Just months after the Somalia episode, the White House authorized a large expansion of clandestine military and intelligence operations worldwide, sanctioning activities in more than a dozen countries. Obama gave JSOC unprecedented authority to track and kill terrorists, to “mow the lawn,” as one former top JSOC commander told me; in turn, JSOC would keep al-Qaida from regenerating the networks and branches needed to mount large-scale attacks against the U.S homeland.
In this sense, Obama was expanding a Bush policy, not overturning it. Bush had given JSOC plenty of latitude, essentially by telling military leaders to do what they needed to do as long as it was within the law. Bush, through Vice President Dick Cheney and Defense Secretary Donald Rumsfeld, had a close relationship with McChrystal, the commander of JSOC from 2003 to 2008. (McChrystal would, of course, be relieved of command of U.S. and international forces in Afghanistan after aides allegedly mouthed off about Obama to a Rolling Stone reporter.)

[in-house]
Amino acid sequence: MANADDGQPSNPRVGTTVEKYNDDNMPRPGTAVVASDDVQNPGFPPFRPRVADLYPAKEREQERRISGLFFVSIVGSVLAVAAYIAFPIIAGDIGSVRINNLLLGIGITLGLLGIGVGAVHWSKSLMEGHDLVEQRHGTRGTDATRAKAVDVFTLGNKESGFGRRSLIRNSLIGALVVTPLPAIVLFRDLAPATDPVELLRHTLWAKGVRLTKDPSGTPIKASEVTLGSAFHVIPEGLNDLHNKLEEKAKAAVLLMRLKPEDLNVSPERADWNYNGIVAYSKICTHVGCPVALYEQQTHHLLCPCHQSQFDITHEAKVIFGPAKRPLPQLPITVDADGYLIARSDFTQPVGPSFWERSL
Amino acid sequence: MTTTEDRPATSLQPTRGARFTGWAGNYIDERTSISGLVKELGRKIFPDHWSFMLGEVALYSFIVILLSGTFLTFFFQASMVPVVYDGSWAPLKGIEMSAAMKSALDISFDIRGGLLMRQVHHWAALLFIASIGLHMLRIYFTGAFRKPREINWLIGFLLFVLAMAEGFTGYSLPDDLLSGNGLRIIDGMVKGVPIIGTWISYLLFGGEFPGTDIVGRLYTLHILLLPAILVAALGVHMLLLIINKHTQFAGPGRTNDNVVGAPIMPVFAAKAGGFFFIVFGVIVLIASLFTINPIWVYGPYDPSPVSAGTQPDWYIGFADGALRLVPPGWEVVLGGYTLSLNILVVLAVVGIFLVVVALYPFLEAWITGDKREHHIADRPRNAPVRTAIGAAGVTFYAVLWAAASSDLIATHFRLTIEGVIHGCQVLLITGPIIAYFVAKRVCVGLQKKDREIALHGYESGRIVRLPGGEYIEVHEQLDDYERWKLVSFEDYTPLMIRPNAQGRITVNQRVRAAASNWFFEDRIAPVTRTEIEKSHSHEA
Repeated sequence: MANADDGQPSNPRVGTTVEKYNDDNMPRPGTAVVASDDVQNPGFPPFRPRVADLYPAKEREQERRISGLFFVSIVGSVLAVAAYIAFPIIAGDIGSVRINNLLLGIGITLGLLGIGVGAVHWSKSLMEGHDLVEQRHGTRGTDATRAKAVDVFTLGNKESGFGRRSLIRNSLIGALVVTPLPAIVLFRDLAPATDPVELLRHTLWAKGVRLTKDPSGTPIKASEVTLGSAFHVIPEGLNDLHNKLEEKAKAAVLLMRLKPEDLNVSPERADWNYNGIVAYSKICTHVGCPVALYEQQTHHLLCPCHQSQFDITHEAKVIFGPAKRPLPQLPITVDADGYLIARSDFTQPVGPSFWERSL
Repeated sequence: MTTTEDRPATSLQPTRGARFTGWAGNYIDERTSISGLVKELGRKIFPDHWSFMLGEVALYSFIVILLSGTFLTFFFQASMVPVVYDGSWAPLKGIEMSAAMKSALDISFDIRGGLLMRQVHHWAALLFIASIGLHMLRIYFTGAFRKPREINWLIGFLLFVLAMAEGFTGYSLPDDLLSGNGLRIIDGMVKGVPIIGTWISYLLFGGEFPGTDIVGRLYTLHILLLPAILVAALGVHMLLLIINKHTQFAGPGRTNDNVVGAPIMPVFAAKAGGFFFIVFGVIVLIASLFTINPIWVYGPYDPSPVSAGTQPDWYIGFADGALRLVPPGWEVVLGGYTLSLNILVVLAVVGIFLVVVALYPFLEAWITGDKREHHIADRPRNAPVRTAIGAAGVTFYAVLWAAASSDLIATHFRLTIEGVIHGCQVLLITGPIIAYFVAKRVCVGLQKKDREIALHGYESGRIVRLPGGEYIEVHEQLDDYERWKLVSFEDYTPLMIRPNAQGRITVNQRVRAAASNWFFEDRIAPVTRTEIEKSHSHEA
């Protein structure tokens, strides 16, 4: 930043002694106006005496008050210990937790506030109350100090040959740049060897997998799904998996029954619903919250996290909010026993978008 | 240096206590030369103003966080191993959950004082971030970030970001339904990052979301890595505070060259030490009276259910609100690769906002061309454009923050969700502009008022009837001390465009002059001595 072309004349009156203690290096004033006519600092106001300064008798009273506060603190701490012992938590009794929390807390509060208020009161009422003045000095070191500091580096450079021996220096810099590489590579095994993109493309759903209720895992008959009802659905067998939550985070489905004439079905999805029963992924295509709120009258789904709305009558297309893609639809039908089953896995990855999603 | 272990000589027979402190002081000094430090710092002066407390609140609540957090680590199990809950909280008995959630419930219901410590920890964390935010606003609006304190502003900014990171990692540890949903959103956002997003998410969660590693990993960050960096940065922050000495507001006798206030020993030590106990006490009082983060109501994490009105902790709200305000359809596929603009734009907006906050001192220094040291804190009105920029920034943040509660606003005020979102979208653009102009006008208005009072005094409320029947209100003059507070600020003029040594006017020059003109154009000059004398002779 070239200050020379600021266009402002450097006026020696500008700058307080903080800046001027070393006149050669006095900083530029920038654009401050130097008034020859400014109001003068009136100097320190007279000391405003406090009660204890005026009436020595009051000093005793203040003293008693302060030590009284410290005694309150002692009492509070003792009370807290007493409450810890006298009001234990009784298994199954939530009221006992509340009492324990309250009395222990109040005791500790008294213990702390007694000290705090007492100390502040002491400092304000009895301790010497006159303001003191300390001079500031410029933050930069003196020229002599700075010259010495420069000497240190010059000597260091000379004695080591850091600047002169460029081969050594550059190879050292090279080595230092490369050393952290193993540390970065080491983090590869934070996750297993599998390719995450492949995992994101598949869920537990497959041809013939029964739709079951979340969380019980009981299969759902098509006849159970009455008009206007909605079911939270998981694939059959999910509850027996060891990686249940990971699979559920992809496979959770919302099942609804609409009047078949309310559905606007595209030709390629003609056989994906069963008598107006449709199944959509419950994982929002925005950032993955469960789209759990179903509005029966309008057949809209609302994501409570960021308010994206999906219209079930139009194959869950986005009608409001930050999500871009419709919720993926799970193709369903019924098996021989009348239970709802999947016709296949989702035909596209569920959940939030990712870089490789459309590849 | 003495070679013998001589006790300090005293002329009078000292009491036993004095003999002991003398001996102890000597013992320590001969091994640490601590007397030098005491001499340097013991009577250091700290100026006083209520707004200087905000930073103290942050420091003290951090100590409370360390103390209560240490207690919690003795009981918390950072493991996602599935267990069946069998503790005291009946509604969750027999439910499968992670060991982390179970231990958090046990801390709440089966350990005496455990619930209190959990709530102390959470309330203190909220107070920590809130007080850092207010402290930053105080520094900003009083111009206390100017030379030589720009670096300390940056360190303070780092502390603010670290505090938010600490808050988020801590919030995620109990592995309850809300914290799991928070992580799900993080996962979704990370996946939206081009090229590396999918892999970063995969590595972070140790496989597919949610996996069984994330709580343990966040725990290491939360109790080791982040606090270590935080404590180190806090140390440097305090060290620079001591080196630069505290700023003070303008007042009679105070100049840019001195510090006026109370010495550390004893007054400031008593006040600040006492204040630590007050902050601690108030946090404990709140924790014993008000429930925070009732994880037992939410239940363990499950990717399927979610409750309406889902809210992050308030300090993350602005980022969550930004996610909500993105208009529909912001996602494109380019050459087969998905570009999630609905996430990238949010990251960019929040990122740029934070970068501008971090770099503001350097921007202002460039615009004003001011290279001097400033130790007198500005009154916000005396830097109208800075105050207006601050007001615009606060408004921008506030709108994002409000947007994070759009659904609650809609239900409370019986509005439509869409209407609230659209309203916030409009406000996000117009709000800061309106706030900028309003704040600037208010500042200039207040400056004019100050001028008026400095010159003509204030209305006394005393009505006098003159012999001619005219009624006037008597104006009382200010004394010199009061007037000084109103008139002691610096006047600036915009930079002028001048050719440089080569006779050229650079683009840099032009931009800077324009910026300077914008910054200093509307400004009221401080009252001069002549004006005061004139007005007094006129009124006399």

It is extraordinarily difficult to figure out what JSOC is doing. Its missions are classified, and Congress applies only a light layer of oversight because legally, in wartime, JSOC’s covert activities are not subject to congressional notification, unlike even the CIA’s most sensitive operations. The Bush and Obama administrations have interpreted the law expansively, believing that the congressional resolution authorizing military force against al-Qaida provides the legal framework for almost anything presidents want JSOC to do. Many JSOC missions fall under the purview of U.S. Central Command, whose former commander, Gen. David Petraeus, signed a secret directive—the Al Qaida Network Exord—that increased the operational tempo of covert military action in several countries, including Yemen and Somalia.
“On the Spear Point”